While it is an individual’s responsibility to ensure that one’s drone conforms to the valid type of certification, any person who intends to register and obtain a unique identification number will have to make an application on Form D-2 on the digital sky platform for a nominal fee of INR 100 with the requisite details.
This is a major change considering the government has reduced the number of forms from 25 to Four. It has also come down from 72 different types of fees to four fees, namely issuance of certificate; issuance, transfer or deregistration of unique identification number; issuance or renewal of remote pilot licence (from INR 3000 to INR 100); and authorisation or renewal of authorisation of remote pilot training organisation.
In addition, the Drones Rule 2021 has abolished the need for type certificates, unique identification numbers and remote pilot licence by R&D entities operating drones in their own or rented premises, located in a green zone. Plus, now there is no restriction on foreign ownership in Indian drone companies.
Where Can The Drones Fly?
In the coming month, the government will release an airspace map for drones on its digital sky platform which will segregate the entire airspace of India into red, yellow, (restricted zone for unmanned aircrafts) and green zones, with a horizontal resolution equal or finer than 10 M.
No flight permission will be required up to 400 Ft in green zones and up to 200 Ft in the area between 8-12 km from the airport perimeter.
The map will be developed such that it can be accessed through an interactive machine-readable application programming interface on which drone pilots can plot their proposed flight plans and easily identify their zones. This will help them fly without the need to make an application or approvals.
But before commencing a drone operation, a remote pilot will mandatorily have to verify the digital sky platform for notification or restriction for the area he intends to fly in.
The government may update the airspace map on digital sky platforms for drones operations from time to time to change the status of an area from one zone to another. The change shall be made within seven days after the date of the update.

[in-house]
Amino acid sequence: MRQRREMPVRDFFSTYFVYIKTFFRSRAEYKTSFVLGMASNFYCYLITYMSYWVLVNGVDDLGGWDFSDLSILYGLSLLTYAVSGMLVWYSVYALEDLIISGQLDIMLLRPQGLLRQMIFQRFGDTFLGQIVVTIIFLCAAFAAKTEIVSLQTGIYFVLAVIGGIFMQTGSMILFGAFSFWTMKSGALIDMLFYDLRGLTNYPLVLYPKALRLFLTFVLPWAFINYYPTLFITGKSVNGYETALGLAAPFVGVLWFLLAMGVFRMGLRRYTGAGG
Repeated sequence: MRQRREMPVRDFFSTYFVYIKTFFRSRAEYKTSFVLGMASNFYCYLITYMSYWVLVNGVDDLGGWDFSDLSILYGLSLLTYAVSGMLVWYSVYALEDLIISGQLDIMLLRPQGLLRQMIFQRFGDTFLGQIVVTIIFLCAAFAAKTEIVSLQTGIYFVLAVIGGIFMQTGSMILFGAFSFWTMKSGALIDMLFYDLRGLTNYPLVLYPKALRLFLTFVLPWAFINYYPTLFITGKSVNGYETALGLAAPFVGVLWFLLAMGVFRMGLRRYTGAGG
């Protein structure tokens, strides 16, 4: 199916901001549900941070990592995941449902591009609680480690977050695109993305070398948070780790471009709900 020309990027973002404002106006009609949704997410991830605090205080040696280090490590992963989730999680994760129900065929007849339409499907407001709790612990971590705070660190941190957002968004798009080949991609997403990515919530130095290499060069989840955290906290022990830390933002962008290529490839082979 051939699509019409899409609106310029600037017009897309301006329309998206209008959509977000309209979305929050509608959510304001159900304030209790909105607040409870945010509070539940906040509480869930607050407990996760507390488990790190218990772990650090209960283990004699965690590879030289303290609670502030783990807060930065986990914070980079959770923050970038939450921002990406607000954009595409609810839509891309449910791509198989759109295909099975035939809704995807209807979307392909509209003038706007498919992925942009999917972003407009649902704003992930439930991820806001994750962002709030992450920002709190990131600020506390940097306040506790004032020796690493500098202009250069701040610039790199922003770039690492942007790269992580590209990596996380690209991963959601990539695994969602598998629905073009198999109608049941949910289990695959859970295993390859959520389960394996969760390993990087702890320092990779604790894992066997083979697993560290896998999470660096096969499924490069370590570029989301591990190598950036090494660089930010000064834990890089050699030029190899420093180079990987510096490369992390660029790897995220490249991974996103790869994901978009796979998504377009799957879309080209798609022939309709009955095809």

How Can One Fly?
Like one needs to be a pilot to fly an aircraft, you need to be a licensed remote pilot to fly an unmanned aircraft. Individuals in the age group of 18-65 years, with a minimum a high school or equivalent qualification from a recognised board with a completed training specified by the DGCA or any authorised remote pilot training organisation will be eligible to be a remote pilot.
The DGCA will prescribe drone training requirements, oversee drone schools, and provide pilot licences online.
Individuals can avail their remote pilot licenses from the digital sky platform within 15 days of clearing seven days of training programme and series of tests.
What Else Does The Government Have In Mind?
To promote the adoption of drones, the government plans on incorporating an Unmanned Aircraft Systems Promotion Council, which will aid the development of business-friendly government policies. It also plans to set up a drone promotion council with participation from academia, startups and other stakeholders to facilitate a growth-oriented regulatory regime.
To further enable innovation, the government has also hinted at organising competitive events involving drones and counter-unmanned aircraft systems.